In our last blog, we discussed the unique challenges faced by millennial renters and how they can create conflict between them and property managers. With COVID-19 creating a tense and uncertain environment, millennials are looking for safety and security, which is not always available when renting out a property. When coupled with severe financial difficulties and millions of lost jobs, it means that millennials that would be interested in renting are instead moving in with family, while existing millennial renters are often unwilling or unable to cover rent.

However, there are ways for property managers to restructure or expand operations to take advantage of current market conditions.[i] It all comes down to working with renters, showing that you are willing to work with them rather than against them.

[i] Tierney, J. E., IV, &; Van Someren, M. (2020, April 20). Strategies for Landlords in Dealing with Tenants in Light of COVID-19. The National Law Review. Retrieved from

The Importance of Communication

Communication is always important in the renter-manager relationship, but especially so during uncertain times like these. The first and most important way to maintain tenant relationships is clearly and frequently communicating with them, acknowledging and addressing their concerns in a way that is mutually beneficial to both the landlord and the tenant.[i] Many landlords and property managers are struggling right now, leading them to behavior that only antagonizes renters and hinders their relationships with tenants. 

Rather than play an antagonistic role, property managers should be empathetic and understanding of millennial renters and their situation. After all, if you are understanding of them and their situation, they are more likely to be understanding of you and yours. A good way to start is to reach out to tenants to see what their financial situation looks like and how COVID-19 has impacted them. From there, landlords should “|ask for updated financials and cash flow projections to help understand which tenants are in the worst positions.”[ii] If done right, these steady communications can build up the tenant-manager relationship while keeping informed.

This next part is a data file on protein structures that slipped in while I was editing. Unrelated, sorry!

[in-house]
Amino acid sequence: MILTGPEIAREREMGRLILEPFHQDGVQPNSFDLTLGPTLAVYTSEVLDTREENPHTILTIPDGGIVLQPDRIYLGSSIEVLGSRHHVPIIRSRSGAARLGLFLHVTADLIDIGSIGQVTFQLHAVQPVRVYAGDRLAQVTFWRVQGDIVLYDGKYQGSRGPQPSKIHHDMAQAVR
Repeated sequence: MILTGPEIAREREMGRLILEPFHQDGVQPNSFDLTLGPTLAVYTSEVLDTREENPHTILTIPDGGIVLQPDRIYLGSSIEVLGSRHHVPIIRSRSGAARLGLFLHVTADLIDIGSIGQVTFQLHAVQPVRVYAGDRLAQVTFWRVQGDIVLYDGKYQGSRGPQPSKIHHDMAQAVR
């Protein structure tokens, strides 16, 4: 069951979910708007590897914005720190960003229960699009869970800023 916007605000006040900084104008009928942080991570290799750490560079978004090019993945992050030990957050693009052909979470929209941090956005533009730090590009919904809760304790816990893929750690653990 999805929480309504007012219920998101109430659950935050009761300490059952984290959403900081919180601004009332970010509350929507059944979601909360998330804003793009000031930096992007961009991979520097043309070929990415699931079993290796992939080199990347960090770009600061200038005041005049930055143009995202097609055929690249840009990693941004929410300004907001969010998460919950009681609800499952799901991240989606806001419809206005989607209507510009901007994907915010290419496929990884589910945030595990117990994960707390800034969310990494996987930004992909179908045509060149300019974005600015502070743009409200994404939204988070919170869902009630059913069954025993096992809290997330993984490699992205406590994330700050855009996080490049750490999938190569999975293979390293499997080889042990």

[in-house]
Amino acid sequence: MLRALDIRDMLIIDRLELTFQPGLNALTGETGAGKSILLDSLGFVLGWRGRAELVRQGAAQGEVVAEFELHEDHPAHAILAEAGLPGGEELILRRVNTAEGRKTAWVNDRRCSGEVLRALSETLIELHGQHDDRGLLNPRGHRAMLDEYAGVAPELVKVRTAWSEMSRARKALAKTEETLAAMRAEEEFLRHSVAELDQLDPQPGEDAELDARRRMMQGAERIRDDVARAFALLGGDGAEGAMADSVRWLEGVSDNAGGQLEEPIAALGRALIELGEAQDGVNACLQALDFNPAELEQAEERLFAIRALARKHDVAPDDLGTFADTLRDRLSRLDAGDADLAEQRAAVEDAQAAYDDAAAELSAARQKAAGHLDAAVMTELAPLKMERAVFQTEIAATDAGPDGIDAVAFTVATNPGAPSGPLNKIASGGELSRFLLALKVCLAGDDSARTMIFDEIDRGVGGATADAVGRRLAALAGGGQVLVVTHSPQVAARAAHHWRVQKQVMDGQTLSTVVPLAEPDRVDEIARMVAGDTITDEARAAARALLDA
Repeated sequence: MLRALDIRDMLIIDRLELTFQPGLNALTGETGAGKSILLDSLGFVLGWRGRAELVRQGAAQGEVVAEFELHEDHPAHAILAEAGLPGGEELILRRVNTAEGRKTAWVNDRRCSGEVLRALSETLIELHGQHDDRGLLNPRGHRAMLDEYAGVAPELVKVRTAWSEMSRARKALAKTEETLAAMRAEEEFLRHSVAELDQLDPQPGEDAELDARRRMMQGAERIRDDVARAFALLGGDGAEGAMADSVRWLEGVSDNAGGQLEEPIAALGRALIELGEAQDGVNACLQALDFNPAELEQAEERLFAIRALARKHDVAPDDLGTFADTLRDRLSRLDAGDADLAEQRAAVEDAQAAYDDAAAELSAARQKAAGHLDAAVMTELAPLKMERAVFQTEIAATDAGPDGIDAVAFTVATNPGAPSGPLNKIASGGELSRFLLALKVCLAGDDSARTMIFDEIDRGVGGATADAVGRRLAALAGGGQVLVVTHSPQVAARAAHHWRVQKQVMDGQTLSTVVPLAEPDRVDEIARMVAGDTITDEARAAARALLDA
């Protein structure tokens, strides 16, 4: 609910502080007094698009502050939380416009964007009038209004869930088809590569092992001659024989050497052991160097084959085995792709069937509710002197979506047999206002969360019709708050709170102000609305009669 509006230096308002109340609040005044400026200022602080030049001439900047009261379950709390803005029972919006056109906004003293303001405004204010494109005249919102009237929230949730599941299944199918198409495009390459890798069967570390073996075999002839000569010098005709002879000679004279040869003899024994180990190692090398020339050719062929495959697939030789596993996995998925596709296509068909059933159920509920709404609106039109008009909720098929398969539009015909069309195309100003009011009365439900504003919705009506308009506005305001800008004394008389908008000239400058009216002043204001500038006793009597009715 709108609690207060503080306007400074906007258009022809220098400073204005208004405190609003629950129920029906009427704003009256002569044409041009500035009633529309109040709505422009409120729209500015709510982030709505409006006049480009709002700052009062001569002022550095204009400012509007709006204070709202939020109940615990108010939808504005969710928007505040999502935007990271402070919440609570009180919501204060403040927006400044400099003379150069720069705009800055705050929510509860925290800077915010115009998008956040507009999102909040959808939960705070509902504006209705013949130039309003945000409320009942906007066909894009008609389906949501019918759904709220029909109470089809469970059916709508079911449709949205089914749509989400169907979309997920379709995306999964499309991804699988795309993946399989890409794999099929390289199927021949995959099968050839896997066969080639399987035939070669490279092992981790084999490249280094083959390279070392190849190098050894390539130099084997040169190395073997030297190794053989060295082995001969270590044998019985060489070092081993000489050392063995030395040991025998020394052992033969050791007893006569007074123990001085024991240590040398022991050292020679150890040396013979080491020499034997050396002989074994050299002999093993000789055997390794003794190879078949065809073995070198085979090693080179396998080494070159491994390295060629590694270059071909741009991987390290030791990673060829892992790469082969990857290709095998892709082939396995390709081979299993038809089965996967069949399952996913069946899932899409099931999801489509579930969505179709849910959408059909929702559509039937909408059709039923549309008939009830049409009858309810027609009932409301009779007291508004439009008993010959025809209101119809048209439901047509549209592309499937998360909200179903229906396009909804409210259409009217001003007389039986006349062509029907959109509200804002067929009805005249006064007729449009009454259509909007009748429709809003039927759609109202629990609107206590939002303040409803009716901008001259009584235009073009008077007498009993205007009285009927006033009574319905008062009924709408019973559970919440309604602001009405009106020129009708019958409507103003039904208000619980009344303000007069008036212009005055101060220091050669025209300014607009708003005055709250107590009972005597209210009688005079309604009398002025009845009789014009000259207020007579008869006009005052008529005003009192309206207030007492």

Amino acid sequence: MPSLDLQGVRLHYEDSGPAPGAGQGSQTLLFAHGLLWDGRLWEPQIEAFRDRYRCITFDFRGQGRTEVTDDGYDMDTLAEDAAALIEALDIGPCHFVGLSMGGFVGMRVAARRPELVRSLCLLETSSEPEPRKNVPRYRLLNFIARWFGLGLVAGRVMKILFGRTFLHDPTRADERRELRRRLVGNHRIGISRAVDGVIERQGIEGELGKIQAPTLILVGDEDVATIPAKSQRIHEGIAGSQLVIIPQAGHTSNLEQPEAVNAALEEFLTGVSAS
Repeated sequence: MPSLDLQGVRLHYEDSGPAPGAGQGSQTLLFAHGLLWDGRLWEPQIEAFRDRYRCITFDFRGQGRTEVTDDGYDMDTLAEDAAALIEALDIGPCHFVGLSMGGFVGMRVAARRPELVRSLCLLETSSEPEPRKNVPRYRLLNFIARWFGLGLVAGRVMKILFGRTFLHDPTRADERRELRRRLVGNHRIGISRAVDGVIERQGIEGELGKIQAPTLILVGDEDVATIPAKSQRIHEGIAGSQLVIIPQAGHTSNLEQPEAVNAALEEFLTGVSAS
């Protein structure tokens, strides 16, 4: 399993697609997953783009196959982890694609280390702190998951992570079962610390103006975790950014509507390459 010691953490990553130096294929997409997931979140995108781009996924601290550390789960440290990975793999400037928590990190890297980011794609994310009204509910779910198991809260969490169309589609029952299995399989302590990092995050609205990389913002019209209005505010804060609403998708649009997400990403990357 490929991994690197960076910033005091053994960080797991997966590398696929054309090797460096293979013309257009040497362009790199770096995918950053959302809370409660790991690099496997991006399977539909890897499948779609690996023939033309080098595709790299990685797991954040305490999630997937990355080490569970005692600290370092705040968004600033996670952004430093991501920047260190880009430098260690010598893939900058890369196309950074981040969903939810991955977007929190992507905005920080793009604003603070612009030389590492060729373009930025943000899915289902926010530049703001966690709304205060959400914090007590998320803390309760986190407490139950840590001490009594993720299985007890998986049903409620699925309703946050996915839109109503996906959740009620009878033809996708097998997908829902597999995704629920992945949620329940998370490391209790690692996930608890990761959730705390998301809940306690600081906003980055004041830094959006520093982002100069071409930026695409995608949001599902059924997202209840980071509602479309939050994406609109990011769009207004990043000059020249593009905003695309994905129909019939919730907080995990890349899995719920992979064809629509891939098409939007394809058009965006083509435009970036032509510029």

[i] Tierney, J. E., IV, &; Van Someren, M

[ii] Tierney, J. E., IV, &; Van Someren, M

Making a Deal

For those tenants who are struggling more, there are potential options you can consider. Perhaps the most obvious is a deferral of rent in exchange for modifications to a rental agreement.[i] Of course, this is only an option if the property manager can afford it, but it is a viable option in some cases. Some of the modifications that could be made to an agreement include:

  • Term extensions
  • Removal of purchase options, termination rights, or similar provisions
  • Changes to permitted sales and use clauses
  • Adjustment of tenant security deposits or letters of credit
  • Amortization of deferred rent over a longer period of time (until government relief arrives, or business interpretation pays out)
  • Addition of “percentage rent” or other terms to enable landlord rent recovery
  • The addition of personal or corporate guarantees
  • Redefinition of property, premises, or common areas
  • Reallocation of any remaining tenant improvement allowances